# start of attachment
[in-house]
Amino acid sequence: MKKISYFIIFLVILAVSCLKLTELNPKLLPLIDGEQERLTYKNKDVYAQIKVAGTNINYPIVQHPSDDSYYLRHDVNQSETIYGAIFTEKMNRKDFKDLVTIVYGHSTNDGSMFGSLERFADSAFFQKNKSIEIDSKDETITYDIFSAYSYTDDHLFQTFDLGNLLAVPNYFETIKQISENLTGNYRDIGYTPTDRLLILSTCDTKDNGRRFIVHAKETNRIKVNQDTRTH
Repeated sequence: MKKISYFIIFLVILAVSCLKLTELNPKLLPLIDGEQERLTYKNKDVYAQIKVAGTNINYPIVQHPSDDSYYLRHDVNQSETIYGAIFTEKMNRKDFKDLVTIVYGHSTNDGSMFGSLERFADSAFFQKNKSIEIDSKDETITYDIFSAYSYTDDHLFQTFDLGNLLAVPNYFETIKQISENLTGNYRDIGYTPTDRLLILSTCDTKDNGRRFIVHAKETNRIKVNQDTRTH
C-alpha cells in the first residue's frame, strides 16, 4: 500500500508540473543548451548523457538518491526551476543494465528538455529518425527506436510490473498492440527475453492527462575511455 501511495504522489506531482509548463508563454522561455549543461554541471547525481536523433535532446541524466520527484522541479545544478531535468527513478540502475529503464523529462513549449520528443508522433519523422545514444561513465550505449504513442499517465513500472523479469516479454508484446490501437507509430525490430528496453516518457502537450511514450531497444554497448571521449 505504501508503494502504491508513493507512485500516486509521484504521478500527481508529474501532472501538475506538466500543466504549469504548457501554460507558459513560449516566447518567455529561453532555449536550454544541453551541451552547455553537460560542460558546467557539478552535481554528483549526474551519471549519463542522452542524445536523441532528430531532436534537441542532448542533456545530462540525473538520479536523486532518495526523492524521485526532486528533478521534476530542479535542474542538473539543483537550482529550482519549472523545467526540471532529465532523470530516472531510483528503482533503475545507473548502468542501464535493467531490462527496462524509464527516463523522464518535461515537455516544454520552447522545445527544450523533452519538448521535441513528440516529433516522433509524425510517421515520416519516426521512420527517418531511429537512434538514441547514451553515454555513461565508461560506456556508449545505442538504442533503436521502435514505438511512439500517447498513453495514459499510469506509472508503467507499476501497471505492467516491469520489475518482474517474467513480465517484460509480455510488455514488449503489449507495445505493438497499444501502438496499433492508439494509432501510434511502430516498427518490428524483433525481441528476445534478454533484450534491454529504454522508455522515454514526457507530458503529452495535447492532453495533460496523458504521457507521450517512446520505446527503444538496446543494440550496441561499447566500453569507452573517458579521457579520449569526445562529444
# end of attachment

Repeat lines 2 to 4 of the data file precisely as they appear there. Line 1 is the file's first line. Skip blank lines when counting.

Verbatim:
Amino acid sequence: MKKISYFIIFLVILAVSCLKLTELNPKLLPLIDGEQERLTYKNKDVYAQIKVAGTNINYPIVQHPSDDSYYLRHDVNQSETIYGAIFTEKMNRKDFKDLVTIVYGHSTNDGSMFGSLERFADSAFFQKNKSIEIDSKDETITYDIFSAYSYTDDHLFQTFDLGNLLAVPNYFETIKQISENLTGNYRDIGYTPTDRLLILSTCDTKDNGRRFIVHAKETNRIKVNQDTRTH
Repeated sequence: MKKISYFIIFLVILAVSCLKLTELNPKLLPLIDGEQERLTYKNKDVYAQIKVAGTNINYPIVQHPSDDSYYLRHDVNQSETIYGAIFTEKMNRKDFKDLVTIVYGHSTNDGSMFGSLERFADSAFFQKNKSIEIDSKDETITYDIFSAYSYTDDHLFQTFDLGNLLAVPNYFETIKQISENLTGNYRDIGYTPTDRLLILSTCDTKDNGRRFIVHAKETNRIKVNQDTRTH
C-alpha cells in the first residue's frame, strides 16, 4: 500500500508540473543548451548523457538518491526551476543494465528538455529518425527506436510490473498492440527475453492527462575511455 501511495504522489506531482509548463508563454522561455549543461554541471547525481536523433535532446541524466520527484522541479545544478531535468527513478540502475529503464523529462513549449520528443508522433519523422545514444561513465550505449504513442499517465513500472523479469516479454508484446490501437507509430525490430528496453516518457502537450511514450531497444554497448571521449 505504501508503494502504491508513493507512485500516486509521484504521478500527481508529474501532472501538475506538466500543466504549469504548457501554460507558459513560449516566447518567455529561453532555449536550454544541453551541451552547455553537460560542460558546467557539478552535481554528483549526474551519471549519463542522452542524445536523441532528430531532436534537441542532448542533456545530462540525473538520479536523486532518495526523492524521485526532486528533478521534476530542479535542474542538473539543483537550482529550482519549472523545467526540471532529465532523470530516472531510483528503482533503475545507473548502468542501464535493467531490462527496462524509464527516463523522464518535461515537455516544454520552447522545445527544450523533452519538448521535441513528440516529433516522433509524425510517421515520416519516426521512420527517418531511429537512434538514441547514451553515454555513461565508461560506456556508449545505442538504442533503436521502435514505438511512439500517447498513453495514459499510469506509472508503467507499476501497471505492467516491469520489475518482474517474467513480465517484460509480455510488455514488449503489449507495445505493438497499444501502438496499433492508439494509432501510434511502430516498427518490428524483433525481441528476445534478454533484450534491454529504454522508455522515454514526457507530458503529452495535447492532453495533460496523458504521457507521450517512446520505446527503444538496446543494440550496441561499447566500453569507452573517458579521457579520449569526445562529444